Montana Protective Orders Laws

Orders of protection, also called "restraining orders," require a named individual (typically, those charged with domestic violence or stalking) to stay a specified distance away from a named victim, for a certain amount of time. They are technically legal documents issued by a judge or magistrate to protect the health and safety of a person who is alleged to be a victim of any act involving violence, force or threat that results in bodily injury or places that person in fear of death, sexual assault or bodily injury.

Protective Orders In Montana

In the Montana there are two (2) types of protective orders that can protect you and others in your family or home:

Temporary order is a court order designed to provide you and your family members with immediate protection. A judge can issue it if you allege, and the judge believes, that you will be in danger of harm if the court does not issue a temporary order of protection immediately. It is effective for up to 20 days.

Final order of protection can be granted only after a full court hearing where the abuser has an opportunity to appear and tell his/her side of the story. Generally this hearing will take place approximately 20 days after the temporary order is issued.

Where Can I File for An Order of Protection?

You can file a petition in the county where you live, in the county where the abuser lives, or in the county where the abuse took place. There is no minimum length of residency required to file a petition.

Penalties For Violation Of A Protective Order

Violation of an Order of Protection is a crime. You should call local law enforcement immediately. A violation of any terms of an Order of Protection is punishable under MCA 45-5-626. If the respondent (abuser) violates an Order of Protection, he or she may also be charged with other crimes such as trespassing (MCA 45-6-203) and stalking (MCA 45-5-220).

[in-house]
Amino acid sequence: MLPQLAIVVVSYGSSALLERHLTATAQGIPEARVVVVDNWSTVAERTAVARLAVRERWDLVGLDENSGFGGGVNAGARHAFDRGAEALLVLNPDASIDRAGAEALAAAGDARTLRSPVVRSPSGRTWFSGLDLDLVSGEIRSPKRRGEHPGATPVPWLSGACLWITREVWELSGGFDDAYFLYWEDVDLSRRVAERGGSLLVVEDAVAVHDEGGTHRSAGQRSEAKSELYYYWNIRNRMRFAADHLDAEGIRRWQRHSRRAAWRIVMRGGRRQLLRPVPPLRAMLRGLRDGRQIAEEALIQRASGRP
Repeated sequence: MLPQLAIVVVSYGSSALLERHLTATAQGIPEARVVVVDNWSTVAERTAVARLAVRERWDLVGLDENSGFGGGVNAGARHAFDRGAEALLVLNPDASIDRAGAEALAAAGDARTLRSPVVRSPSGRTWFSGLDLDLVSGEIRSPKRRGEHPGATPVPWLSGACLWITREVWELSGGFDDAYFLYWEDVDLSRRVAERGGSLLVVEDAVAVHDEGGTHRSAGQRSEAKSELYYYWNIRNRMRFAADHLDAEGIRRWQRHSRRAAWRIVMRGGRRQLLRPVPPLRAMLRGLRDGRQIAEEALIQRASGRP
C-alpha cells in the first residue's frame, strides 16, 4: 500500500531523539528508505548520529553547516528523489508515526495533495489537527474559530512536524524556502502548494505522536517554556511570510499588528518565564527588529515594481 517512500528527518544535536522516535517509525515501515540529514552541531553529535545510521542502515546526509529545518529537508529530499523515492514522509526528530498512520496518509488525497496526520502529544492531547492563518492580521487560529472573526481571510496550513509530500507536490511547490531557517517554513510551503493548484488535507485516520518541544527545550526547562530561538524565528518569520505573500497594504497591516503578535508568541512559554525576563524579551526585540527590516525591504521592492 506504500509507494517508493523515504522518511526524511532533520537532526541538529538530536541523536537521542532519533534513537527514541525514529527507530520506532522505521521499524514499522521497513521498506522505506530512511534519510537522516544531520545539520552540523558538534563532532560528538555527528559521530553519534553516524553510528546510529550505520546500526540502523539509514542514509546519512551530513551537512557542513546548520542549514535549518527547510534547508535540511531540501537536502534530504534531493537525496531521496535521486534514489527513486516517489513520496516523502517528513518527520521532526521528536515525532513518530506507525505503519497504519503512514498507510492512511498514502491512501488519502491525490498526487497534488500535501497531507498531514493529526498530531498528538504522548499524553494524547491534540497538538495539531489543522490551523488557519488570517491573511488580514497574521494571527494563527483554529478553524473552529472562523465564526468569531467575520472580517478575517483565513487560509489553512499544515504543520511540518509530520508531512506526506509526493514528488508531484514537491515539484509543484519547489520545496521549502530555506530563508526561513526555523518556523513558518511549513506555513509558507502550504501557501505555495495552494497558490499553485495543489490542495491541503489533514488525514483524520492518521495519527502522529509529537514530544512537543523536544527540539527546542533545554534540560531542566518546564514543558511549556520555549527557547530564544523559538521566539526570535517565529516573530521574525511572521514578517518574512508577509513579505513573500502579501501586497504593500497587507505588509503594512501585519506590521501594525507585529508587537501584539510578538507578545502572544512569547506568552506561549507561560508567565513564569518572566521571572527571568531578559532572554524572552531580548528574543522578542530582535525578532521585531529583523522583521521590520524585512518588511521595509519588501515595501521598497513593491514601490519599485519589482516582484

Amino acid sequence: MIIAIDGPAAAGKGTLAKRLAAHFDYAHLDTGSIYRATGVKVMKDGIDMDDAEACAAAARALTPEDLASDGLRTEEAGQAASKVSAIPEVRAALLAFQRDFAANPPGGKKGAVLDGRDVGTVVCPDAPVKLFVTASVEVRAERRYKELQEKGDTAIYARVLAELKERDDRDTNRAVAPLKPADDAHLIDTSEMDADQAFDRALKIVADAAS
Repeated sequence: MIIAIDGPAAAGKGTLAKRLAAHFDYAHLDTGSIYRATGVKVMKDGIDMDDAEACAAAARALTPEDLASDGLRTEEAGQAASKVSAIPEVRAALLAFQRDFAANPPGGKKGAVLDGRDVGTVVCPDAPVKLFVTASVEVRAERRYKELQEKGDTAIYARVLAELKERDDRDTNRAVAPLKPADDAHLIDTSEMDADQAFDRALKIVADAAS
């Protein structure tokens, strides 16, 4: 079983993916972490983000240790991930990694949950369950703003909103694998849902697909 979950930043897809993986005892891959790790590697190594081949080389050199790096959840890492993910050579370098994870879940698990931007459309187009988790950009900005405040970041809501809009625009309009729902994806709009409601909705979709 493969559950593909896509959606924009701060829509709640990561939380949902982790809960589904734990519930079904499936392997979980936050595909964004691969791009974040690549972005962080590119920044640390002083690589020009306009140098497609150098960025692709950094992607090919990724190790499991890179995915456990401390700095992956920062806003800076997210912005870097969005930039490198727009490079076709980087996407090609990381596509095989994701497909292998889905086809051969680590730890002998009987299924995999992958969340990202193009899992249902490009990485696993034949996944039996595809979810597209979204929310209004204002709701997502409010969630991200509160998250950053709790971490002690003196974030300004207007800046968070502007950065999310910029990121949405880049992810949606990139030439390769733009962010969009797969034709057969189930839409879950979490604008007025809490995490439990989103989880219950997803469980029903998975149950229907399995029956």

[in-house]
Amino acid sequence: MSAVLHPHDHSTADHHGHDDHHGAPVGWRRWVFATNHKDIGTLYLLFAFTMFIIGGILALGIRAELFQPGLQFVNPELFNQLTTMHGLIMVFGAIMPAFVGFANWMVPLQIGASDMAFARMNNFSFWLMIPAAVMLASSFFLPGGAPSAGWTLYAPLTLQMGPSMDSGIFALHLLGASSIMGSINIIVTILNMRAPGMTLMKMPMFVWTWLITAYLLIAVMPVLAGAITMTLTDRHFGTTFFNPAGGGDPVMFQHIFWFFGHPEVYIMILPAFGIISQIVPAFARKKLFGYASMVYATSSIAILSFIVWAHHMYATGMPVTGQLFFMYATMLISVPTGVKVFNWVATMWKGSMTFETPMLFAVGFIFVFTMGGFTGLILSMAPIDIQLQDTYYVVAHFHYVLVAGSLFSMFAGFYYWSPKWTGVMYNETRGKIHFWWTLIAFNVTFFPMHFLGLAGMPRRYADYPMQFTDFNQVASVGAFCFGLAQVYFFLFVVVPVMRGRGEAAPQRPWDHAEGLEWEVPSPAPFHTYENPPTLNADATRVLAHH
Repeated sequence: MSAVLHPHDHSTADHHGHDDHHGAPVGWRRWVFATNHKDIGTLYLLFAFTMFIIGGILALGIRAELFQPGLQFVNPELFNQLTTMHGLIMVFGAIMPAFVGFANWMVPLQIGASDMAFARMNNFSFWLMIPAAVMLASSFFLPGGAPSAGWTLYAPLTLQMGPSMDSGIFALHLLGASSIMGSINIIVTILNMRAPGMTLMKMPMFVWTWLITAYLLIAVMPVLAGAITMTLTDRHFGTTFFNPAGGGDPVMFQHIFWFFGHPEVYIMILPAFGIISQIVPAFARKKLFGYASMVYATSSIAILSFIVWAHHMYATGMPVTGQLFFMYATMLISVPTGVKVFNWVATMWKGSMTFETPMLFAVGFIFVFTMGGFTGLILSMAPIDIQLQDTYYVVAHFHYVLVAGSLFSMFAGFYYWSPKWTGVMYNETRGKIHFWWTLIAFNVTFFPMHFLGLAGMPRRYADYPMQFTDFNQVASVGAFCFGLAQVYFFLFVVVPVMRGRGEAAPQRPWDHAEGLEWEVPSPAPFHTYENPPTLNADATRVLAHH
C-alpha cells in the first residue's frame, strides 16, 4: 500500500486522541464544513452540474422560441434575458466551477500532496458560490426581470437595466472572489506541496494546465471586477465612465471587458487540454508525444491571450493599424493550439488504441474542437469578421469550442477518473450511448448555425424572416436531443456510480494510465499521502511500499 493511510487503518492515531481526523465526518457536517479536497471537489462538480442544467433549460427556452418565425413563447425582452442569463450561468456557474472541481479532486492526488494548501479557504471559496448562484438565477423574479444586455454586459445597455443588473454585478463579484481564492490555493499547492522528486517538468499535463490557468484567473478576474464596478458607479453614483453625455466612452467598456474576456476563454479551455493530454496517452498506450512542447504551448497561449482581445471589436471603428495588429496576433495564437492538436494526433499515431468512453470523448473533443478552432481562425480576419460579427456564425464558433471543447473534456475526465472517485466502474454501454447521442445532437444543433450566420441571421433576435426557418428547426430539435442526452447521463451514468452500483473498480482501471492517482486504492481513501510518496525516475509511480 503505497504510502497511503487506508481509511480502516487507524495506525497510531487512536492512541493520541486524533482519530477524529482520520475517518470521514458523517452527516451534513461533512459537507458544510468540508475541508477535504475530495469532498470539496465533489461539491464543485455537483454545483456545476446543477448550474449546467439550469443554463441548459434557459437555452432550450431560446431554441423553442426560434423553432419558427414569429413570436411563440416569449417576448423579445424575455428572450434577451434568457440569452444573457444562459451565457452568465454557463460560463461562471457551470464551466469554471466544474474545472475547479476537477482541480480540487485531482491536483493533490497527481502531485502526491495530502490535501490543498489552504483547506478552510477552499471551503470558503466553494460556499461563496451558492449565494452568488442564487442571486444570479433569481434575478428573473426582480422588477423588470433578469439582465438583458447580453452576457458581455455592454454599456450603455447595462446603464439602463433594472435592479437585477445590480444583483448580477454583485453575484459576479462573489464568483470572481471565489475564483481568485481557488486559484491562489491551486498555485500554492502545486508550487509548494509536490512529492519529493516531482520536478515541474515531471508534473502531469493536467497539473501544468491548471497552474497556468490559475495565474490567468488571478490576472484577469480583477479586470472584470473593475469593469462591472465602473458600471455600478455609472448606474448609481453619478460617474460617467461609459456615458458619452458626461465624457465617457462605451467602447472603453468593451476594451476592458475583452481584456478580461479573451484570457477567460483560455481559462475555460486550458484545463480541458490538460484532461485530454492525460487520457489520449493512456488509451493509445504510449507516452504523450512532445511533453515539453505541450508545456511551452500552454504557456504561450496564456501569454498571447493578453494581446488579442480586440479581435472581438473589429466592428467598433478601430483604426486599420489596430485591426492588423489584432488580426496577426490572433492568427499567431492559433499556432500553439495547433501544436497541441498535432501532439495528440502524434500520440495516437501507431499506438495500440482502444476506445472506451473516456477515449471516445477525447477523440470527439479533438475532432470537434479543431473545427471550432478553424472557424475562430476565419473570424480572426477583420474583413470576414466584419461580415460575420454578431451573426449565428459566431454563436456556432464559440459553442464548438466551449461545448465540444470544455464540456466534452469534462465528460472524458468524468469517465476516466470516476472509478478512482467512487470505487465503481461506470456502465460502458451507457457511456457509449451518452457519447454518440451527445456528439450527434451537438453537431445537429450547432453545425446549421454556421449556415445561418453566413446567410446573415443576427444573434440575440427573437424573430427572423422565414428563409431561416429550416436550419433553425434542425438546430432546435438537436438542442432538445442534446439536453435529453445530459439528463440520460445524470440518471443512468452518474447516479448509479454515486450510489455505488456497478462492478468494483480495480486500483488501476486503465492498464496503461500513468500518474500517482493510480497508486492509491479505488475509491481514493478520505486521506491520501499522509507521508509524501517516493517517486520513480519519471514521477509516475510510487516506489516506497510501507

The following table highlights the main provisions of Montana's protective order laws, with links to additional articles and resources.

Code Section 40-4-121 to 125; 40-15-101, et seq. Temporary order during dissolution of marriage only; 45-5-626
Activity Addressed by Order Enjoin contact; exclude from dwelling, school, and employment of petitioner; counseling; regarding minors: enjoin contact; prohibition from possession of a firearm; during dissolution, includes temporary maintenance and support; limiting use of property
Duration of Order Temporary: maximum 20 days; during dissolution: maximum 1 year or longer, may be modified
Penalty for Violation of Order Fine: maximum $500 and/or jail maximum six (6) months. If 2nd conviction: fine, minimum $200 and maximum $500 and/or jail, minimum 24 hours and maximum six (6) months. If 3rd or subsequent offense: fine, minimum $500 and maximum $2,000 and jail, minimum 10 days and maximum two (2) years
Who May Apply for Order Victim or regarding minors: parent, guardian ad litem or other representative
Can Fees Be Waived? May be if inability-to-pay-filing-fees order form submitted
Order Transmission to Law Enforcement Copy mailed, within 24 hours of receiving proof of service, to the appropriate law enforcement agency

Note: State laws are constantly changing -- contact a Montana criminal defense attorney or conduct your own legal research to verify the state law(s) you are researching.

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